The 20 best remaining free agents

The expiration of the collective bargaining agreement brought about a November flurry of free-agent signings well beyond anything we’ve seen before.  We published our Top 50 MLB Free Agents list on Nov. 8, and at this point 20 players from that list remain unsigned. Let’s take a look at who will still be out there when the lockout ends.

1.  Carlos Correa.  The Rangers committed $500M to Corey Seager and Marcus Semien, while the Tigers signed Javier Baez. The Tigers doubling up on one of the big five free agent shortstops should, in theory, be a good thing for Correa. As our top free agent of the winter, we still believe Correa’s agent will find a way to get his client paid. However, if teams like the Yankees, Astros, Angels, and Phillies truly won’t get near Correa’s assumed asking price (north of Seager’s $325M), he lacks a contending big market team in need of a shortstop.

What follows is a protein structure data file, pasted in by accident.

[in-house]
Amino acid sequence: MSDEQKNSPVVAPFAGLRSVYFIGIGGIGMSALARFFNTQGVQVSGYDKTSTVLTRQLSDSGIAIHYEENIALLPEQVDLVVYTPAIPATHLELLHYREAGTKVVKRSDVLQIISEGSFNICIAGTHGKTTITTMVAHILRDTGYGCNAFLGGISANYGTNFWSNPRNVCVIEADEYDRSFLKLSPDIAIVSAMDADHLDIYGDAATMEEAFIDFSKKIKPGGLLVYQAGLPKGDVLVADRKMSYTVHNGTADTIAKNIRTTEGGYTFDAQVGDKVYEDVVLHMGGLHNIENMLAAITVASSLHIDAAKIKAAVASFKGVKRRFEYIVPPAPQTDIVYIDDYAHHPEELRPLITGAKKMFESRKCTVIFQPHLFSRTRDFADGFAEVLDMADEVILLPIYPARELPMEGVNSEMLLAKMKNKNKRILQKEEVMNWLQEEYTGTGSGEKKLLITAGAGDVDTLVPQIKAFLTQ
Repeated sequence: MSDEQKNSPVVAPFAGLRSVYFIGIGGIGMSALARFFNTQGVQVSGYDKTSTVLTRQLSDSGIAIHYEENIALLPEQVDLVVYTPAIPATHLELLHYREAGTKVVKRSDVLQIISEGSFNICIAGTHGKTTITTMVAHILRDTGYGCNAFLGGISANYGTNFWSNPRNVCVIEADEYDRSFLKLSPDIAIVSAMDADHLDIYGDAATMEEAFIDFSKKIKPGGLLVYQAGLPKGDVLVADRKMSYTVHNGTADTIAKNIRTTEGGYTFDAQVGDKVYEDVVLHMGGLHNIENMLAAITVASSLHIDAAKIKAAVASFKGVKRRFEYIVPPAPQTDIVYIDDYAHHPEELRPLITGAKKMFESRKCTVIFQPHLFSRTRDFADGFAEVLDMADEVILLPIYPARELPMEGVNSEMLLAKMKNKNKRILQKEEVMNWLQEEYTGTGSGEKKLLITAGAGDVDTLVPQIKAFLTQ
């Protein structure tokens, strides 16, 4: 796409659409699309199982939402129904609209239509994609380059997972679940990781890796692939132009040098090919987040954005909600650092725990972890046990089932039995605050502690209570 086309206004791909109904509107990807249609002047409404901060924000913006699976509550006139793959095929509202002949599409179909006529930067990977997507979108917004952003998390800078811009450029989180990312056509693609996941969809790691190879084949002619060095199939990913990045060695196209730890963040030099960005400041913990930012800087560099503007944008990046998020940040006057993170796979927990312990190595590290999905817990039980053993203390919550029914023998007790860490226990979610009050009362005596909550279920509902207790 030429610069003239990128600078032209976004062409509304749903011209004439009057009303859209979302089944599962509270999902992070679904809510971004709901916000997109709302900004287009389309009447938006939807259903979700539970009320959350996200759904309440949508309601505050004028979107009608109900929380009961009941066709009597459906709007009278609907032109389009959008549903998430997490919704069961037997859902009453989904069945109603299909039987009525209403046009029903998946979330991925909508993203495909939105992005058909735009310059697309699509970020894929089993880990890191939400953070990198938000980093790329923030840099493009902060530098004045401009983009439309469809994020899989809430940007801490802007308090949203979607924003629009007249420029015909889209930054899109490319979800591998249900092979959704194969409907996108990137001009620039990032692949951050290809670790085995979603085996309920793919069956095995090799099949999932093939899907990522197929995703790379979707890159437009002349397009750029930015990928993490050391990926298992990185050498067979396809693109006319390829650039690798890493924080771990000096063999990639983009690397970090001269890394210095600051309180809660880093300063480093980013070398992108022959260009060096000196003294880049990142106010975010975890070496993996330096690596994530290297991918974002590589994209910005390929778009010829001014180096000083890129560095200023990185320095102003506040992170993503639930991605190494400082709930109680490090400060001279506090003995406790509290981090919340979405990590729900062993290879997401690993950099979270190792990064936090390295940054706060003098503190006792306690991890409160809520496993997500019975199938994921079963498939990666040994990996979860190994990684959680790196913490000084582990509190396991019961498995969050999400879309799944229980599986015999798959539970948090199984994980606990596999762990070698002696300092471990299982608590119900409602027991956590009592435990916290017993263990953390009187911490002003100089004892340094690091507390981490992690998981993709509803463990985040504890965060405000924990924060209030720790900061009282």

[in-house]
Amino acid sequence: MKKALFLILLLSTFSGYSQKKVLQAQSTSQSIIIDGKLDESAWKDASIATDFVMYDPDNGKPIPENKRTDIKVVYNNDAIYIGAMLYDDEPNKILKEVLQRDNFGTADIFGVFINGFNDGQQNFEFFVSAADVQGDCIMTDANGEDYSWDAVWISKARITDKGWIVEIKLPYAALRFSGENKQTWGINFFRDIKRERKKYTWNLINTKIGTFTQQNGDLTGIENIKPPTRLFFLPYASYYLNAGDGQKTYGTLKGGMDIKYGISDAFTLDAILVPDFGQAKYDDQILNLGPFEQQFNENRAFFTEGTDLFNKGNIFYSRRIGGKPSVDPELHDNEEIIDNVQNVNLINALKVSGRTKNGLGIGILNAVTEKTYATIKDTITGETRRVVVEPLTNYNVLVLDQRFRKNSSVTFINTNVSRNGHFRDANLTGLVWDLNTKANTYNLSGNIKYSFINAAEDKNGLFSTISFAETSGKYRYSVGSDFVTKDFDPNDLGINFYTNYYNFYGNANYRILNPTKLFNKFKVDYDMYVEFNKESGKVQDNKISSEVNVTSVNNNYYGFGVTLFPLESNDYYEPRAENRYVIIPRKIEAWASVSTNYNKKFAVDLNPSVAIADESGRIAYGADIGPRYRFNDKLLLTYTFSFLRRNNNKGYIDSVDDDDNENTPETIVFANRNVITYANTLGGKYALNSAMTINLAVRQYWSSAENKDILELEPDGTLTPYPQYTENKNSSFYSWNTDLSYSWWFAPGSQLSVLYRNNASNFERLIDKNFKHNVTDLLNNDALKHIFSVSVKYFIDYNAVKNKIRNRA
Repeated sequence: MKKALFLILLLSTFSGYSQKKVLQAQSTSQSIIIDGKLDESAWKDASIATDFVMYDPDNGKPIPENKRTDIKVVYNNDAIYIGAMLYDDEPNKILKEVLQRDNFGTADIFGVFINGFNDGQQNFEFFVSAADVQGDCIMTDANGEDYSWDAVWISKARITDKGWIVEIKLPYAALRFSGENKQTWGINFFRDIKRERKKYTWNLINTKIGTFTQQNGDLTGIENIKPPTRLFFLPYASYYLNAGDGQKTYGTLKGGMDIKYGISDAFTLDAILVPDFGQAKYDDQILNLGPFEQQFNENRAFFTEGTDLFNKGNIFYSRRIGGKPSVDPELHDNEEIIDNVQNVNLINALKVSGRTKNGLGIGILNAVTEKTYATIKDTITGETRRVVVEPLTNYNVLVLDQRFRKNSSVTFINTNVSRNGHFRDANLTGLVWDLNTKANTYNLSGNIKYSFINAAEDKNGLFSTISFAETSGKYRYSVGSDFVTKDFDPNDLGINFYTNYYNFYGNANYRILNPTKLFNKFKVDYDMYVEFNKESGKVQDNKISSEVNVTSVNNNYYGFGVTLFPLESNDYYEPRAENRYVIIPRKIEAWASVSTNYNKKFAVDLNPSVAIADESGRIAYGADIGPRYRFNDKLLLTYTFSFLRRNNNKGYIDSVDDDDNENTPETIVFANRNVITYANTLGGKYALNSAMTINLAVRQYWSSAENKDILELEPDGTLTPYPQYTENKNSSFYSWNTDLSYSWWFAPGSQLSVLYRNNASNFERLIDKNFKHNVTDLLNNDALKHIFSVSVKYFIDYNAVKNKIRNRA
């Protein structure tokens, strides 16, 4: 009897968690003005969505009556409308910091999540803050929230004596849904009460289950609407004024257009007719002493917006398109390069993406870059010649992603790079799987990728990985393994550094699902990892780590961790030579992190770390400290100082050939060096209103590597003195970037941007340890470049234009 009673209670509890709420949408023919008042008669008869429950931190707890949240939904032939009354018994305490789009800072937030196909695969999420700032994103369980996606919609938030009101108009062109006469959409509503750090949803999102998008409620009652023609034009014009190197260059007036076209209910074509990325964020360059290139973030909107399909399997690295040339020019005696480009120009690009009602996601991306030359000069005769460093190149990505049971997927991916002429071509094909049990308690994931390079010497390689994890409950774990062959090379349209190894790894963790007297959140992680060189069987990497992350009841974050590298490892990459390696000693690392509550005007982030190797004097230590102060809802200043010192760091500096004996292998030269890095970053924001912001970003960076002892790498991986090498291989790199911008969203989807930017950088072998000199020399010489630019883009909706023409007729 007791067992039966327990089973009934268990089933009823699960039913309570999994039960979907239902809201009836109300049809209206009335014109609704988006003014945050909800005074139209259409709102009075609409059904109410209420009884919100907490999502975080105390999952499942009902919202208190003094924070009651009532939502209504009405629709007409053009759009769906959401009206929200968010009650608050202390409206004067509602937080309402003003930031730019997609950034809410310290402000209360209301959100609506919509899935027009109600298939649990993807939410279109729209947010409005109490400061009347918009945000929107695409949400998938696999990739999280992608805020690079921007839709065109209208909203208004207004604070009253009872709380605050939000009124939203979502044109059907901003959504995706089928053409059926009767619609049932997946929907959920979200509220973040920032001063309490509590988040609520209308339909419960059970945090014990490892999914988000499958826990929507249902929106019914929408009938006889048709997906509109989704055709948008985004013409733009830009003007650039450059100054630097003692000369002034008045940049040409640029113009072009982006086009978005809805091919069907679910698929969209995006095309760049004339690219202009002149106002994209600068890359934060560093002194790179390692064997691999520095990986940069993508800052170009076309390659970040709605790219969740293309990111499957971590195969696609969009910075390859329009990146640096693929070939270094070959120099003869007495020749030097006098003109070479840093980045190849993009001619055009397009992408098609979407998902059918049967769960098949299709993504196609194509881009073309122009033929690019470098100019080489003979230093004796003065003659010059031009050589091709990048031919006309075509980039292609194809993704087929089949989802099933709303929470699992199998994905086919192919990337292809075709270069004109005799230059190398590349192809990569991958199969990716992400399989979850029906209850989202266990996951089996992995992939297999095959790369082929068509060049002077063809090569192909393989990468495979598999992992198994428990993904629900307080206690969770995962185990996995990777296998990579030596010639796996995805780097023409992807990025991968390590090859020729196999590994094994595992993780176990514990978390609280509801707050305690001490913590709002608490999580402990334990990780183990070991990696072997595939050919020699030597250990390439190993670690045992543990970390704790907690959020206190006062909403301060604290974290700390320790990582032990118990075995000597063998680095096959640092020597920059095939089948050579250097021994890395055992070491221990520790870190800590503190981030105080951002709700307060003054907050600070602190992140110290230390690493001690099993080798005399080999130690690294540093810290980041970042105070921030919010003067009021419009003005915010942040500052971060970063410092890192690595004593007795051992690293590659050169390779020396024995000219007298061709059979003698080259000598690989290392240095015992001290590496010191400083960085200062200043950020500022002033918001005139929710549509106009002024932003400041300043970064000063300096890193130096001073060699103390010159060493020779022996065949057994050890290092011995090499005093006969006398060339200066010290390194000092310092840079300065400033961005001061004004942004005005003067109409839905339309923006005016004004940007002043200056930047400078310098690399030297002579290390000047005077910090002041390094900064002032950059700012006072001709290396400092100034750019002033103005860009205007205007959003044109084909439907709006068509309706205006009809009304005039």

3.  Freddie Freeman.  Most observers still consider the Braves the favorite for Freeman. Last week, I ran through potential matches if the Braves can’t get it done. MLBTR readers saw the Yankees and Dodgers as clear favorites in that case. For what it’s worth, I don’t agree with that.

4.  Kris Bryant.  Hours prior to the expiration of the CBA, Jon Heyman mentioned that the Mets, Angels, and Padres had shown interest in Bryant, while the Mariners, Phillies, Rockies and Astros are among the other teams who have “checked in.” Bryant’s expected market prior to the lockout remains mostly intact, but the Rangers have committed $561.2M to free agents and the Mets are in for $254.5M. That probably decreased the willingness of those teams to go big on Bryant.

8.  Trevor Story.  Story could serve as the more affordable alternative to Correa, with Baez’s six-year, $140M deal likely serving as a benchmark. Story doesn’t have an obvious shortstop-needy team with $100M+ burning a hole in its pocket, however.

10.  Nick Castellanos.  Castellanos was one of the top available bats at the opening of free agency, and he figures to be easier for a new team to sign than Freeman. Still, Castellanos is a player with some wide error bars on contract predictions.  MLBTR said $115M over five years, but outlets like ESPN and FanGraphs were at three years and $54M-63M.

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